Did I tell you I got my chipped tooth fixed? Yep, I did. No shots required, just drilling and blowdrying and bonding some white tooth like stuff onto the chipped part and VOILA--rough gnarled edge gone. Modern dentistry, what a thing.
When I was young we had a sadistic dentist. I know everyone thinks they had a sadistic dentist. But we did. He never used novocaine. Didn't believe in it. Too expensive. I was 22 before I ever had a dental procedure that didn't involve excruciating pain.
The thing is, when my dad was dying he needed a lot of dental work, as his illness destroyed him piece by piece. Dr. Sadist treated my dad for free, knowing that we were in trouble as a young family with a dying head of household. After my dad died, Dr. Sadist continued to work with my mom to see we got the dental care we needed.
May I remind you, there's no free lunch?
Dr. Sadist would walk into the room, I remember his smile and smell, and he would fast as lightning bop me over the head with what felt like a rubber mallet. It was some kind of dental tool with a big, black, rubber ball on the end of it. I'd always know the bop was coming, and the older I got, the swifter and sneakier he'd get in his quest to surprise me with the bop.
"BOP!" he'd exclaim. I'd giggle, a reflex not unlike Pavlov's dogs, me associating the coming pain with a mixture of familiarity and fear.
I think I had six or seven cavities filled from the age 6 to 22. Maybe more. Each drilling would begin with a bop in the head with his rubber mallet and a promise to stop if it hurt too-too much.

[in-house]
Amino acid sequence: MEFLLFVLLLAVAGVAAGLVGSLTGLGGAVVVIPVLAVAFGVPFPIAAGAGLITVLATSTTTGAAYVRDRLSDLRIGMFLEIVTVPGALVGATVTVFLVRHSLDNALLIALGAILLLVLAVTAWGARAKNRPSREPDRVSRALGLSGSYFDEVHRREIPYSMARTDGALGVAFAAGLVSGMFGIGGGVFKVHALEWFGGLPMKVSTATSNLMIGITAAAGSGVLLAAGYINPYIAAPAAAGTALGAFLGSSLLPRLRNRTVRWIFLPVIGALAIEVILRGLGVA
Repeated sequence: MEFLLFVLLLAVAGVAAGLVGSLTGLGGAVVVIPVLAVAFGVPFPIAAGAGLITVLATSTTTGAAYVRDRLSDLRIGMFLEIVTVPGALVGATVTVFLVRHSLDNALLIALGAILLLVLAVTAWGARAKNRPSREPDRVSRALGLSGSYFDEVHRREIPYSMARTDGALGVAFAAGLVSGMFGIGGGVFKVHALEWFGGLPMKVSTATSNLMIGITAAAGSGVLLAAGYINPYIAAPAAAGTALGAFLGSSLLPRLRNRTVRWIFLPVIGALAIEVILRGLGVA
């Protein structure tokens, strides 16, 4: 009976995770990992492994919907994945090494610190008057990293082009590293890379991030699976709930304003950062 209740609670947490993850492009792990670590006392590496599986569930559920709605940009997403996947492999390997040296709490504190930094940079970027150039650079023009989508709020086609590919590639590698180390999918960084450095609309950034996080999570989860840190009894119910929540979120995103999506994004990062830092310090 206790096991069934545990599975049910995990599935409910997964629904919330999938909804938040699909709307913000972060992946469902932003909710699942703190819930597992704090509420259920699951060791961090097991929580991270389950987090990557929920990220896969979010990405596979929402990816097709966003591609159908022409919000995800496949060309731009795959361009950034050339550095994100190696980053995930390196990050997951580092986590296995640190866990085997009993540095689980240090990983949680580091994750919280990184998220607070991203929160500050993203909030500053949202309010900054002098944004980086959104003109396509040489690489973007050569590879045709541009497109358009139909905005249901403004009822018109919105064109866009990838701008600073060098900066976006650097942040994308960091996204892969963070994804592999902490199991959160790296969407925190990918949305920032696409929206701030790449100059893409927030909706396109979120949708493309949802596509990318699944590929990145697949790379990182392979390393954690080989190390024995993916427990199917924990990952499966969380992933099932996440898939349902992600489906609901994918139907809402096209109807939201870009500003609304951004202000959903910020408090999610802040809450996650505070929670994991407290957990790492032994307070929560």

"Be brave--it won't take long," he'd say. "It will hurt, but it will be over fast. And if it hurts VERY VERY bad, tell me and I'll stop."
I was brave for 10 years. I never complained as my tooth pulp submitted to the metal drill. Just gripped the arms of the chair and "offered it up to God."
We offered a lot up in those days.
Around 16, during one particularly deep filling, I couldn't take it anymore. It hurt so badly I saw stars. No matter how deeply I dug my finger nails into the vinyl arm rests, I couldn't dissociate. There was no place to go.
"If it's hurting too bad, tell me and I'll stop," he offered above the noise of the drill.
I counted. 1-2-3-4, oh God, 5-6-7....
"Stogggrrp. Preaaassee Stoggglp!" I couldn't take it.
"I'm almost done," he offered with a smile.
I nearly lost consciousness--not from the pain, but from the violation. He'd promised for all of those years he would stop. And when I finally needed him to, after 10 years of mining in my mouth, he wouldn't.
I struggled, he got more firm in his drilling, and then I submitted.
When he was done, I was crying.
"You said you would stop!"
"I did? Well I was nearly done."
All I had wanted was a reprieve from the pain.
Isn't that all we ever want?
My favorite part of visiting Dr. Sadist was that his office was right next door to Doughnuts Delight, the best of all doughnut stores in Rochester. Even though I couldn't chew after a filling, my mom always took me next door after my ordeal so I could pick out my favorite, either a chocolate cruller, or a chocolate cream filled, to eat later.
Doesn't take a psychological genius to figure out where the numbing joy of sweets began for me.
And so it went. For 16 years, until I got "my own" dentist.
I still remember them asking me if I had ever had any reactions to novocaine.
"What's that?" I asked.
They looked at the fillings in my mouth.
"You've never had novocaine?"
We stared at one another, puzzled.
I got my first shot that day, and called everyone who would listen after my appointment to tell them how much it didn't hurt.
No one really got it.